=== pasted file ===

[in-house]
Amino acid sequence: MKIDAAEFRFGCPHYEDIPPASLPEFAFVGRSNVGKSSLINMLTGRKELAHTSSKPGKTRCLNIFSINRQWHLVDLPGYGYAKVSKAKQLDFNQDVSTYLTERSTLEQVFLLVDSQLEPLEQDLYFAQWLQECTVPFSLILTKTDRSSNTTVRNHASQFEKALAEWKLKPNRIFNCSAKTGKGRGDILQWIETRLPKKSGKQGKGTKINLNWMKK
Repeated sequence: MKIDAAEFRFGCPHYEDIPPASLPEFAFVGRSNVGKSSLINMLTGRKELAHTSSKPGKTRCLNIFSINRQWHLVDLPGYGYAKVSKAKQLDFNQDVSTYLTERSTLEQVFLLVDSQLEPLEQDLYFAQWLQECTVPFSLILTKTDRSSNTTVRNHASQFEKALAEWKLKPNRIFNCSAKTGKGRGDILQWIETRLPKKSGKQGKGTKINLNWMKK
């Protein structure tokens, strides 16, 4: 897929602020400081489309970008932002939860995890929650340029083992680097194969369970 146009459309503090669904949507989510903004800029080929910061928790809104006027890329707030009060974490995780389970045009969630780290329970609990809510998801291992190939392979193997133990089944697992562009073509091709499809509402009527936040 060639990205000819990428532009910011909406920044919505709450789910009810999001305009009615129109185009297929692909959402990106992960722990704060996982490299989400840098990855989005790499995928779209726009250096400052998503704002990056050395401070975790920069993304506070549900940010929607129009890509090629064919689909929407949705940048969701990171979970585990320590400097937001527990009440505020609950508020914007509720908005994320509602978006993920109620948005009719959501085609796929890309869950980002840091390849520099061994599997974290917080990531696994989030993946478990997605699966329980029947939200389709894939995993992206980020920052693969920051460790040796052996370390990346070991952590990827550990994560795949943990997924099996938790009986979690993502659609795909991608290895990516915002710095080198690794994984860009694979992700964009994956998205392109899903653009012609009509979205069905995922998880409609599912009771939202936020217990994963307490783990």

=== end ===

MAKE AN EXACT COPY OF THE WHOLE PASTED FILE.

[in-house]
Amino acid sequence: MKIDAAEFRFGCPHYEDIPPASLPEFAFVGRSNVGKSSLINMLTGRKELAHTSSKPGKTRCLNIFSINRQWHLVDLPGYGYAKVSKAKQLDFNQDVSTYLTERSTLEQVFLLVDSQLEPLEQDLYFAQWLQECTVPFSLILTKTDRSSNTTVRNHASQFEKALAEWKLKPNRIFNCSAKTGKGRGDILQWIETRLPKKSGKQGKGTKINLNWMKK
Repeated sequence: MKIDAAEFRFGCPHYEDIPPASLPEFAFVGRSNVGKSSLINMLTGRKELAHTSSKPGKTRCLNIFSINRQWHLVDLPGYGYAKVSKAKQLDFNQDVSTYLTERSTLEQVFLLVDSQLEPLEQDLYFAQWLQECTVPFSLILTKTDRSSNTTVRNHASQFEKALAEWKLKPNRIFNCSAKTGKGRGDILQWIETRLPKKSGKQGKGTKINLNWMKK
């Protein structure tokens, strides 16, 4: 897929602020400081489309970008932002939860995890929650340029083992680097194969369970 146009459309503090669904949507989510903004800029080929910061928790809104006027890329707030009060974490995780389970045009969630780290329970609990809510998801291992190939392979193997133990089944697992562009073509091709499809509402009527936040 060639990205000819990428532009910011909406920044919505709450789910009810999001305009009615129109185009297929692909959402990106992960722990704060996982490299989400840098990855989005790499995928779209726009250096400052998503704002990056050395401070975790920069993304506070549900940010929607129009890509090629064919689909929407949705940048969701990171979970585990320590400097937001527990009440505020609950508020914007509720908005994320509602978006993920109620948005009719959501085609796929890309869950980002840091390849520099061994599997974290917080990531696994989030993946478990997605699966329980029947939200389709894939995993992206980020920052693969920051460790040796052996370390990346070991952590990827550990994560795949943990997924099996938790009986979690993502659609795909991608290895990516915002710095080198690794994984860009694979992700964009994956998205392109899903653009012609009509979205069905995922998880409609599912009771939202936020217990994963307490783990």